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Beirut explosion rocks Lebanon’s capital



Lebanese activists are taking part in a campaign to clean up the damaged Gemmayze district of Beirut on August 5.
Lebanese activists are taking part in a campaign to clean up the damaged Gemmayze district of Beirut on August 5. Patrick Baz / AFP / Getty Images

Lebanese officials have for several years warned of the “extreme danger”

; of leaving ammonium nitrate in a container in the port of Beirut, according to court documents obtained by CNN through Lebanese human rights activist Wadih Al-Asmar.

The public documents show that the director of Lebanese customs, Badri Daher, requested that the dangerous cargo be removed from the port in 2014, 2015, 2016 and 2017.

How the ammonium nitrate came to Beirut: Earlier CNN reports revealed that a Russian-owned ship was detained in the port of Beirut in the autumn of 2013 and contained 2,750 tonnes (3,031 US tonnes) of ammonium nitrate. The crew later abandoned the ship and the cargo was moved to a warehouse in the port.

The ship originally went to Mozambique, Daher said.

Following the arrest of the ship, a Lebanese judge requested that the dangerous cargo be “taken to a suitable place for guarded storage”, the court’s documents show.

Despite this, the ammonium nitrate remained in the port for another six years.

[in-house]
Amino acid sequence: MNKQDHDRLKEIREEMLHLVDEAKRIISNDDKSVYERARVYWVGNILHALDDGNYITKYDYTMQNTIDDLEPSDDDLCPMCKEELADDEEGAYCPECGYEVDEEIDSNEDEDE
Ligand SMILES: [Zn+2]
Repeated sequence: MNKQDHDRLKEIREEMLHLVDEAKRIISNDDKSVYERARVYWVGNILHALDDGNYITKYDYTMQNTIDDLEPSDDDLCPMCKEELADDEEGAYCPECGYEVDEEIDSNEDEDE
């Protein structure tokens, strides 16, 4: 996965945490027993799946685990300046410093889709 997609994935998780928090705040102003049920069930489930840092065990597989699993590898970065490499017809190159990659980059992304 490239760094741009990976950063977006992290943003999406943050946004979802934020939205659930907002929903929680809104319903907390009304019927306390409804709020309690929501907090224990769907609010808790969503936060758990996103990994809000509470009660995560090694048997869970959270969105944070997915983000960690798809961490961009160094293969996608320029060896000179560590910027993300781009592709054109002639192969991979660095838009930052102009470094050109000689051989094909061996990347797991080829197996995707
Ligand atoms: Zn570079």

Repeated warnings: Daher and his predecessor, Chafic Merhi, then repeatedly sent letters to the judicial authorities urging the cargo to be removed.

“Due to the extreme danger posed by these stored items in unsuitable climatic conditions, we reiterate our request to the port authorities to export the goods immediately to maintain security in the port and those working in it,” Merhi wrote in the 2016 letter.

The letters also reveal that the port tried to sell the ammonium nitrate to the Lebanese army and to the Lebanese explosive, but to no avail.

Daher confirmed to CNN earlier on Wednesday that they had sent “a total of six letters to the legal authorities” but the legal officials never responded.

“The port authority should not have allowed the ship to load the chemicals in the port,” Daher said.

Earlier on Wednesday, the director general of Beirut Port Hassan Kraytem told the local TV channel OTV: “We stored the material in warehouse number 12 in Beirut port in accordance with a court decision. We knew it was dangerous material, but not to such an extent.” .


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